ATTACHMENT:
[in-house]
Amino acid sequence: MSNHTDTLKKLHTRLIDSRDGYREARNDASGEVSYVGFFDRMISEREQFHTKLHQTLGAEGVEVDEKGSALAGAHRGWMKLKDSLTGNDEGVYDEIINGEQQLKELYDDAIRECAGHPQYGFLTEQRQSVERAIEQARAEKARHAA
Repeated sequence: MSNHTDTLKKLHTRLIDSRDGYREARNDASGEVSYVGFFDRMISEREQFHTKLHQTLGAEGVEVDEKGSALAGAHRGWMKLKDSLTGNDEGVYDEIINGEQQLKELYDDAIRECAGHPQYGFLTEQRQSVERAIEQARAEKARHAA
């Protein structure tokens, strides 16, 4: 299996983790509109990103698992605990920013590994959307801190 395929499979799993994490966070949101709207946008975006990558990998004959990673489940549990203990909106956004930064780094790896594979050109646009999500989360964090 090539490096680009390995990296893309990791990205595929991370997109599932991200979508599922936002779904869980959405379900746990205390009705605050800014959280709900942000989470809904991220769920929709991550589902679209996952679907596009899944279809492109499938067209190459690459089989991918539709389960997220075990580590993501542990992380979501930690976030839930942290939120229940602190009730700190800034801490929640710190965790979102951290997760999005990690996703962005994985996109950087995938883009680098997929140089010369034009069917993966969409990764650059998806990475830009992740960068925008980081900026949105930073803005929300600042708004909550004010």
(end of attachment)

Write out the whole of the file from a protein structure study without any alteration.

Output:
[in-house]
Amino acid sequence: MSNHTDTLKKLHTRLIDSRDGYREARNDASGEVSYVGFFDRMISEREQFHTKLHQTLGAEGVEVDEKGSALAGAHRGWMKLKDSLTGNDEGVYDEIINGEQQLKELYDDAIRECAGHPQYGFLTEQRQSVERAIEQARAEKARHAA
Repeated sequence: MSNHTDTLKKLHTRLIDSRDGYREARNDASGEVSYVGFFDRMISEREQFHTKLHQTLGAEGVEVDEKGSALAGAHRGWMKLKDSLTGNDEGVYDEIINGEQQLKELYDDAIRECAGHPQYGFLTEQRQSVERAIEQARAEKARHAA
């Protein structure tokens, strides 16, 4: 299996983790509109990103698992605990920013590994959307801190 395929499979799993994490966070949101709207946008975006990558990998004959990673489940549990203990909106956004930064780094790896594979050109646009999500989360964090 090539490096680009390995990296893309990791990205595929991370997109599932991200979508599922936002779904869980959405379900746990205390009705605050800014959280709900942000989470809904991220769920929709991550589902679209996952679907596009899944279809492109499938067209190459690459089989991918539709389960997220075990580590993501542990992380979501930690976030839930942290939120229940602190009730700190800034801490929640710190965790979102951290997760999005990690996703962005994985996109950087995938883009680098997929140089010369034009069917993966969409990764650059998806990475830009992740960068925008980081900026949105930073803005929300600042708004909550004010």